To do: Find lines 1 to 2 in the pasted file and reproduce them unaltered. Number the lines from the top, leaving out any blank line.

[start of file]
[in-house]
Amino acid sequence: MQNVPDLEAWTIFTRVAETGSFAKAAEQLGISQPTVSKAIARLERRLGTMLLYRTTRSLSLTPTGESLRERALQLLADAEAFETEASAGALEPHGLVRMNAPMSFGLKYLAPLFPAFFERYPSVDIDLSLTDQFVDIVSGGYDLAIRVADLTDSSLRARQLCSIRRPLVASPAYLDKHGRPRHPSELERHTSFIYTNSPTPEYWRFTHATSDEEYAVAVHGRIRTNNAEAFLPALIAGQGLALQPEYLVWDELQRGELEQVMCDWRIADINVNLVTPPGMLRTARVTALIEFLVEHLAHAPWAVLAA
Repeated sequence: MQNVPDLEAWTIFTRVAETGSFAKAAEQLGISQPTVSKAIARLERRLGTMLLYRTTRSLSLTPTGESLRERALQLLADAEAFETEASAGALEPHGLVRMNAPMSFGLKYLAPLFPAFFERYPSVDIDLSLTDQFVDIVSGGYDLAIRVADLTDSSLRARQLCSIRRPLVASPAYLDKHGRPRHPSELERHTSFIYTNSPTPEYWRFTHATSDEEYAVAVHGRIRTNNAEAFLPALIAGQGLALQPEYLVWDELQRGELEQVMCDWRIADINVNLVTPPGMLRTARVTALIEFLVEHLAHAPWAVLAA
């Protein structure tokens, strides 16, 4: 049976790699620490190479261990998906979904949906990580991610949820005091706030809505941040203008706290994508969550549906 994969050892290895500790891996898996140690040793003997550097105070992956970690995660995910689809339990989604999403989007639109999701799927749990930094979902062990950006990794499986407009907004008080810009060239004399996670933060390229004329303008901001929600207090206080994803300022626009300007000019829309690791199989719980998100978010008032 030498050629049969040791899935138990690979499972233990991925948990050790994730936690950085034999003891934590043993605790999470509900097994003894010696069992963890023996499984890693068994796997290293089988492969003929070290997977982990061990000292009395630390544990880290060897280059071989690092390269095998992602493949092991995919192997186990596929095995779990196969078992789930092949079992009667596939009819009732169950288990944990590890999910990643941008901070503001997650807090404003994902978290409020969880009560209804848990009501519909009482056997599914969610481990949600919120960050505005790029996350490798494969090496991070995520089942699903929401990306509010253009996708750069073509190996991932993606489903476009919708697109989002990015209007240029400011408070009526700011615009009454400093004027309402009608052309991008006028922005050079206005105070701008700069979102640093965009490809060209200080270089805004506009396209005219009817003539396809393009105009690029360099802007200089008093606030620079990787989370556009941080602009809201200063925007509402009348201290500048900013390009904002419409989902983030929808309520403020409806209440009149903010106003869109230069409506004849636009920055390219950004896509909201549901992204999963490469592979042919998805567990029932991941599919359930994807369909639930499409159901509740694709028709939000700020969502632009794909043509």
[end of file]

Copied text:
[in-house]
Amino acid sequence: MQNVPDLEAWTIFTRVAETGSFAKAAEQLGISQPTVSKAIARLERRLGTMLLYRTTRSLSLTPTGESLRERALQLLADAEAFETEASAGALEPHGLVRMNAPMSFGLKYLAPLFPAFFERYPSVDIDLSLTDQFVDIVSGGYDLAIRVADLTDSSLRARQLCSIRRPLVASPAYLDKHGRPRHPSELERHTSFIYTNSPTPEYWRFTHATSDEEYAVAVHGRIRTNNAEAFLPALIAGQGLALQPEYLVWDELQRGELEQVMCDWRIADINVNLVTPPGMLRTARVTALIEFLVEHLAHAPWAVLAA